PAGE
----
Using cryo-electron microscopy (cryo-EM), we determined the structure of the Escherichia coli 70S ribosome with a global resolution of 2.0 Å. The maps reveal unambiguous positioning of protein and RNA residues, their detailed chemical interactions, and chemical modifications. Notable features include the first examples of isopeptide and thioamide backbone substitutions in ribosomal proteins, the former likely conserved in all domains of life. The maps also reveal extensive solvation of the small (30S) ribosomal subunit, and interactions with A-site and P-site tRNAs, mRNA, and the antibiotic paromomycin. The maps and models of the bacterial ribosome presented here now allow a deeper phylogenetic analysis of ribosomal components including structural conservation to the level of solvation. The high quality of the maps should enable future structural analyses of the chemical basis for translation and aid the development of robust tools for cryo-EM structure modeling and refinement.
Keywords: Cryo-EM; E. coli; aminoglycoside; antibiotics; molecular biophysics; post-transcriptional modifications; post-translational modifications; ribosome; structural biology.
Inside cells, proteins are produced by complex molecular machines called ribosomes. Techniques that allow scientists to visualize ribosomes at the atomic level, such as cryogenic electron microscopy (cryo-EM), help shed light on the structure of these molecular machines, revealing details of how they build proteins. Understanding how ribosomes work has many benefits, including the development of new antibiotics that can kill bacteria without affecting animal cells. Watson et al. used cryo-EM techniques with increased resolution to examine the ribosomes of the bacterium Escherichia coli in a higher level of detail than has been seen before. The results revealed two chemical modifications in proteins that form the ribosome that had not been observed in ribosomes previously. Additionally, a protein segment with a previously undescribed structure was identified close to the site where the ribosome reads the genetic instructions needed to make proteins. Further genetic analyses suggested these structures are in many related species, and may play important roles in how the ribosome works. Watson et al. were also able to see how paromomycin, an antibiotic used to treat parasitic infections, is positioned in the ribosome. The antibiotic interacts with a site near where the genetic code is read out, which might explain why certain changes to the antibiotic can interfere with its potency. Finally, the new ribosome structure reveals thousands of water molecules and metal ions that help keep the ribosome together as it produces proteins. This study shows the value of advances in cryo-EM technology and illustrates the importance of applying these techniques to other cell components. The results also reveal details of the ribosome useful for further research into this essential molecular machine.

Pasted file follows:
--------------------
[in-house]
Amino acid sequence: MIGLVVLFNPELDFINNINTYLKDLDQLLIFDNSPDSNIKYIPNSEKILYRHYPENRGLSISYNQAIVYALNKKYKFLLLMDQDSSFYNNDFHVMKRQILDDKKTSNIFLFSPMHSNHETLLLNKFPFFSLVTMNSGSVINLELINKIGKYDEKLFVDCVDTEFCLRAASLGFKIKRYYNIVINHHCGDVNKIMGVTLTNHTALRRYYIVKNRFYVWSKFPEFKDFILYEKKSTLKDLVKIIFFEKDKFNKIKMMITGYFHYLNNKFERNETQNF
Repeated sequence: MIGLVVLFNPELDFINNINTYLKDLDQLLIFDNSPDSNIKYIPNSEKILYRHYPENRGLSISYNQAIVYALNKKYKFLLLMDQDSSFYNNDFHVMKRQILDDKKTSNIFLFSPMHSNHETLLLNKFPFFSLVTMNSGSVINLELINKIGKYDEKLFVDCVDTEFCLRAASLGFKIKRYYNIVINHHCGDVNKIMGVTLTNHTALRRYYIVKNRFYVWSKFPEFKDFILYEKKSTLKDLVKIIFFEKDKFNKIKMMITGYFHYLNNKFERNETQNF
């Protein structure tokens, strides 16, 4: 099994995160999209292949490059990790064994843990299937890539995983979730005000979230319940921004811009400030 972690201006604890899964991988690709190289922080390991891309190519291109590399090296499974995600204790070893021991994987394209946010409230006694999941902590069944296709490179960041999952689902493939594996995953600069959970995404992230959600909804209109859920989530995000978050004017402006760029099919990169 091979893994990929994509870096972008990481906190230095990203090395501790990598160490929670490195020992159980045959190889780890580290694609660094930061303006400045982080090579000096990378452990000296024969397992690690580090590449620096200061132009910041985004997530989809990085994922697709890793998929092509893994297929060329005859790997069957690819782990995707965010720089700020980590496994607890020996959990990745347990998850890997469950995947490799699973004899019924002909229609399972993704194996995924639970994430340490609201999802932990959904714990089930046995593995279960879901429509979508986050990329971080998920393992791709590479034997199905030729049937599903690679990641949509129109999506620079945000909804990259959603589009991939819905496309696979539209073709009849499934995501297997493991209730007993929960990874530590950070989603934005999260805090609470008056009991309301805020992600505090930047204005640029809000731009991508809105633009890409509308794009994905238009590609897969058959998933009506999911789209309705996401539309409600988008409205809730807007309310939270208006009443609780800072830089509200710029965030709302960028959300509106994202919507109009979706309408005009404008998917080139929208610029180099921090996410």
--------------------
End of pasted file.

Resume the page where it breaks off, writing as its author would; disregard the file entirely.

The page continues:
© 2020, Watson et al.